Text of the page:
Basketball Advice from a Sprint Coach- Part 1

Jun 22, 2022

This article first appeared on The Track Football Consortium

I'm known as a sprint coach but I spent the first half of my life focused on basketball. My father, Don Holler, coached 47 years at six high schools and one college (Aurora University). Dad, pictured above at Kiel Auditorium (Decatur vs. East St. Louis) almost 65 years ago, was a head coach in his first year out of college. My childhood was spent in school buses, locker rooms, and gymnasiums. Match-up zones and motion offense were discussed at the dinner table.

At age 23 I became the head basketball coach at the worst 2A school in Illinois (only two divisions in Illinois back in 1983). Harrisburg High School played in a conference with four schools twice their size. At six of the eight schools, the basketball coach was also the Athletic Director, meaning they hired the officials and handed them their checks, sometimes after the game. Four of those athletic directors were Hall of Fame basketball coaches (Rich Herrin, Lee Emory, Bob Bogle, and David Lee). In 1983, I inherited a 35 game losing streak and a near-impossible challenge.

My first five years were tough, showing progress but losing 92 games. Going into the 1987-88 season, Harrisburg had accomplished only one winning season in the previous 21 years, averaging 18 losses per season.

The 1987-88 season started well, winning eight of our first ten games with two close losses to state-ranked teams (Marion and Carbondale). We won the 16-team Eldorado Holiday Tournament, never trailing in any of our four games. Despite playing with a 6'1” center, we ran disciplined offense and destroyed teams that played us man-to-man. When teams went zone, we bombed threes. In the second half of the season, we went into a slump. Teams got tired of getting back-doored and back-picked for lay-ups and decided to make us win from the perimeter. My best two shooters picked the wrong time to go into prodigious slump. My team went on a miserable losing streak. We eventually got back on track but the damage had been done. We finished the year 13-12.

My teams went 14-11 and 13-13 in the next two years and I got fired in March of 1990. Lucky for me, I had been hired as head track coach the month before I was fired as basketball coach. In the next ten years, my track teams won three state championships.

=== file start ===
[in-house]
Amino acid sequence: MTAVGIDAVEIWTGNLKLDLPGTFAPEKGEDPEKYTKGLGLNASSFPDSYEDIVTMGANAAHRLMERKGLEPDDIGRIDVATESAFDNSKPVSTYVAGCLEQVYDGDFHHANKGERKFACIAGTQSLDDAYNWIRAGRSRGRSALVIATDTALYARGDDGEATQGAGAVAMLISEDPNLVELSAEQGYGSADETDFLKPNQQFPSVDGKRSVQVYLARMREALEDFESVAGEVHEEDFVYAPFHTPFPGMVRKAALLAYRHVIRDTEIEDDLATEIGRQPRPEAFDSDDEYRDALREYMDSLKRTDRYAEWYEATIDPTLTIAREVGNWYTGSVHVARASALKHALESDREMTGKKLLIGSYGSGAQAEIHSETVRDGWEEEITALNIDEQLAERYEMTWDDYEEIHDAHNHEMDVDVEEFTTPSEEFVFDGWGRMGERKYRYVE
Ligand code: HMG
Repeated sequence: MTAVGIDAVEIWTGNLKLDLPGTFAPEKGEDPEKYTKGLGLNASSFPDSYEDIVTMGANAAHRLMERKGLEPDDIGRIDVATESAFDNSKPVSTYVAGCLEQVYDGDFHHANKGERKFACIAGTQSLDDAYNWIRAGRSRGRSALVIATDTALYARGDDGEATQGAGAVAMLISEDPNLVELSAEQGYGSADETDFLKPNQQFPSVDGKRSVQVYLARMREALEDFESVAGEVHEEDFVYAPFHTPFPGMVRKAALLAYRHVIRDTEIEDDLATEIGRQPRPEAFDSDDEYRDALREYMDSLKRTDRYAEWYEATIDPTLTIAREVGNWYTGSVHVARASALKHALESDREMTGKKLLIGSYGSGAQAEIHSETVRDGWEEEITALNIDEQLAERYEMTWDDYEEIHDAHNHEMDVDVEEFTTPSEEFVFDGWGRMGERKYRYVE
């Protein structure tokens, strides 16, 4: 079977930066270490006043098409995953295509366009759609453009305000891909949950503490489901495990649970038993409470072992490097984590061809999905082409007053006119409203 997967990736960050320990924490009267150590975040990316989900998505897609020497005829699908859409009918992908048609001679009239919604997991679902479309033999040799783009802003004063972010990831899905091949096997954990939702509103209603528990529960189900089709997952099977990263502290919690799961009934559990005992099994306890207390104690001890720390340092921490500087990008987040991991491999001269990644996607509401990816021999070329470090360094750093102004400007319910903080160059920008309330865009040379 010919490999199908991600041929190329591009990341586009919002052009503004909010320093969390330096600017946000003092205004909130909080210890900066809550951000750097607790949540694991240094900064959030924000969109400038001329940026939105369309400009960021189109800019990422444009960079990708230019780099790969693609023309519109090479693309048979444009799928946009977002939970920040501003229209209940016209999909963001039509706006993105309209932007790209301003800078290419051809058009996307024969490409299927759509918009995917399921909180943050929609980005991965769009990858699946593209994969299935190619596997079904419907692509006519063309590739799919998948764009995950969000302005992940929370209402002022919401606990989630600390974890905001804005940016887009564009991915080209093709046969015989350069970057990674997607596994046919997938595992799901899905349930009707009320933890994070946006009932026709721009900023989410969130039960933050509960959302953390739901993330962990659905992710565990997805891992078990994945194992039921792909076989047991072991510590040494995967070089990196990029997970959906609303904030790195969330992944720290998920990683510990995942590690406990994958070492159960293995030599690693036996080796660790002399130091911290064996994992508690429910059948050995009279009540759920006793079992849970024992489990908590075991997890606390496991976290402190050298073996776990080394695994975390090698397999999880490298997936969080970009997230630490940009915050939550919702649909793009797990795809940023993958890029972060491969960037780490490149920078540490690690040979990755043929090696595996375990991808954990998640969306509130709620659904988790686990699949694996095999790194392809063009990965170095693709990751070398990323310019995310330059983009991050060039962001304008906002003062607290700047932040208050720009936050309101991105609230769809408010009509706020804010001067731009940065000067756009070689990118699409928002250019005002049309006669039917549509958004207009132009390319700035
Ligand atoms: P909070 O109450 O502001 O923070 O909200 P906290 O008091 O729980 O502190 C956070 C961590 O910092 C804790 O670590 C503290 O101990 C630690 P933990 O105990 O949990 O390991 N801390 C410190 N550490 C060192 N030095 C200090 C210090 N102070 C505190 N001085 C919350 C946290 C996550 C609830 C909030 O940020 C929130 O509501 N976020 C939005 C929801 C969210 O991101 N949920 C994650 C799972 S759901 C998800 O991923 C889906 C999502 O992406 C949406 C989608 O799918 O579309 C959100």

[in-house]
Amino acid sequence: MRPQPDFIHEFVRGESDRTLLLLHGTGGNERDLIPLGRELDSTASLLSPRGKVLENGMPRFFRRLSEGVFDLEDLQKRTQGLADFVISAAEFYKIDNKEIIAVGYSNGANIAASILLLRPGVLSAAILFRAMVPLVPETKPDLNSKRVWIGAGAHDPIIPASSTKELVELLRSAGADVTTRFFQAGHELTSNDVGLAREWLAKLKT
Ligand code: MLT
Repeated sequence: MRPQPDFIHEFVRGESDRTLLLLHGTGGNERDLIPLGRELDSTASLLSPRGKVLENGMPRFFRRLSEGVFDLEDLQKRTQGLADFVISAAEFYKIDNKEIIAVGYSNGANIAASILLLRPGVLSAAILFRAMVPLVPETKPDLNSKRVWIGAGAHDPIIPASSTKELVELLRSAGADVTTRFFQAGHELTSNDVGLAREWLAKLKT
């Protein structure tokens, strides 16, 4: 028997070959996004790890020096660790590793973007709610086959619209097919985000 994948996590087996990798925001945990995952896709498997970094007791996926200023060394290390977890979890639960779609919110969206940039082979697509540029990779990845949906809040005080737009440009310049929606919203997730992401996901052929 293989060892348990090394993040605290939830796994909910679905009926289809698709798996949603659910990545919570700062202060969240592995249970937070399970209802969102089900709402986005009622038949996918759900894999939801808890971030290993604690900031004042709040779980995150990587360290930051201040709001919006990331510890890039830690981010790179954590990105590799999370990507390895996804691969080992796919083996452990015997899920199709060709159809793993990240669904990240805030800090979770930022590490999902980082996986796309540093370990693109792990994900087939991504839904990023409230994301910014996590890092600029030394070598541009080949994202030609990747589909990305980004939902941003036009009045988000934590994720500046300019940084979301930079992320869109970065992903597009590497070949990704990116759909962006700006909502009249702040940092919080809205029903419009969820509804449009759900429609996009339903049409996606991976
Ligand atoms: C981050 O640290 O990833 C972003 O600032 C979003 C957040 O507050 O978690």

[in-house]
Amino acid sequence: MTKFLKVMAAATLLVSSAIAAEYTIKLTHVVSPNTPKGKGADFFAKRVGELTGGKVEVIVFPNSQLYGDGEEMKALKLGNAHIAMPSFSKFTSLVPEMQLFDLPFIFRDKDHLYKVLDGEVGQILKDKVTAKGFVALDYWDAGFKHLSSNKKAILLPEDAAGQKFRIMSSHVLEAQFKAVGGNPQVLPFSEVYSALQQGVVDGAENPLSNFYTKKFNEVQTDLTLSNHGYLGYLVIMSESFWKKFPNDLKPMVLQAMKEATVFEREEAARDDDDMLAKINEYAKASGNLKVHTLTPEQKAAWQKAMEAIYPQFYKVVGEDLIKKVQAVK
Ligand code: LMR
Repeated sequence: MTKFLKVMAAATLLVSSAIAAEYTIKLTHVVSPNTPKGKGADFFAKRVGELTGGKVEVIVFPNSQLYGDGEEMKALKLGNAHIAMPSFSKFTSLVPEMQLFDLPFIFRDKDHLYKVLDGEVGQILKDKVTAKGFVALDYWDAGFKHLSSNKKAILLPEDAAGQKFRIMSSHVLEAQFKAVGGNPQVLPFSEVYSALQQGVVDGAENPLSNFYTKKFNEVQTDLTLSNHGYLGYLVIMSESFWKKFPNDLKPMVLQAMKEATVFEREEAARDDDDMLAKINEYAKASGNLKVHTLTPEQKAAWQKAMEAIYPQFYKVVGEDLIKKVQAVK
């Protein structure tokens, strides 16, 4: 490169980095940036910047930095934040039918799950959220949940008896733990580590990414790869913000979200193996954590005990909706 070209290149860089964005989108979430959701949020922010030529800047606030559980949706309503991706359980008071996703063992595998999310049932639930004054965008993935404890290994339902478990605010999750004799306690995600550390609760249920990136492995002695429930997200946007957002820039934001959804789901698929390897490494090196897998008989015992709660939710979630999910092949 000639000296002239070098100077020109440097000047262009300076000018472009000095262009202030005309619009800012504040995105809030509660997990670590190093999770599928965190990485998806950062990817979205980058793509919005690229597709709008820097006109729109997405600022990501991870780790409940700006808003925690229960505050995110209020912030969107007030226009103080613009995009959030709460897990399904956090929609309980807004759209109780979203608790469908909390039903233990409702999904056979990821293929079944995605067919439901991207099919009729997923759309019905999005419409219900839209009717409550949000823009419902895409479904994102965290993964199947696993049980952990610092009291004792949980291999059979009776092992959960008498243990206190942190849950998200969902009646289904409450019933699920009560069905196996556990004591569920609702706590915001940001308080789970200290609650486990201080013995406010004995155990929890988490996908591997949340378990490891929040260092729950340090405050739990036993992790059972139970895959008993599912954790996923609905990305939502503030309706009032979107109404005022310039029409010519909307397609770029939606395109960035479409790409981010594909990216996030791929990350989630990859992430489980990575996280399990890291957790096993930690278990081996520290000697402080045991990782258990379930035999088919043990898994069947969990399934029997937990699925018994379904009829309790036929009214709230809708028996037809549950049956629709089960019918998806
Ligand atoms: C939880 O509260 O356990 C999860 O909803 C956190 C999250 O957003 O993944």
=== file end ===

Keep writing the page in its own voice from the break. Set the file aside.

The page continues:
I give you this historical perspective to let you know I'm not a total basketball outsider.

More important, I give you this historical perspective because of a mistake I made reacting to my team's slump 30 years ago.

When things went south, I reacted like 99% of all coaches react to failure, I doubled down. Instead of giving my kids time off, I put them through “Hell Week”. We practiced before school, 6:15 until 7:45, and then practiced 2:30 until 5:00 after school. I was a monster. We did full-contact take-the-charge drills. We did loose-ball drills (one kid lost a tooth). We ran at the end of practice until someone puked. I was a product of World War II coaches, guys who had literally fought in WWII or were coached by guys who had fought. The answer to defeat was always hard work and toughness. Losing showed weak character and a lack of courage. The simple act of writing this paragraph has elevated my testosterone levels, which is not necessarily a good thing.

I'm a different type of coach now. I understand high performance and I've abandoned the military bullshit.

Back in August, I wrote New Ideas for Old School Football Coaches and two follow-up articles. The articles were well received and I know of several programs that changed what they do based on my ideas. I've received nothing but positive feedback.

I've done some consulting with basketball programs and recently a local basketball coach, Brett Hespel, asked for some basketball advice. Instead of writing Brett a three-hundred word email, I figured I'd write a three-thousand word blog.


Train like a Track Athlete

The hard-easy concept goes back to Bill Bowerman's Oregon days (1948-1973). Bowerman realized that training was more effective when he allowed ample rest between hard workouts. The key word here is “hard”. Bowerman believed low-intensity training achieved nothing. World records are not the byproduct of moderate exercise. Bill Bowerman chose to train for high performance, not fitness. To achieve excellence in practice, Oregon never practiced hard two days in a row.

This is my take on hard-easy: “Sprint as fast as possible, as often as possible, staying as fresh as possible.”

Basketball coaches must decide, like Bowerman, what they want from practice. Should you try to “go hard” every day? Or, do you prioritize rest and recovery in an attempt to teach players to go faster and harder than they've ever gone? Would you rather have two practices per week in fifth gear or four practices in third gear? Most coaches demand consistent effort at every practice. They accept “the grind” of the season. Teams practice slow and hope to play fast in games. Believe it or not, many track coaches make the same mistake.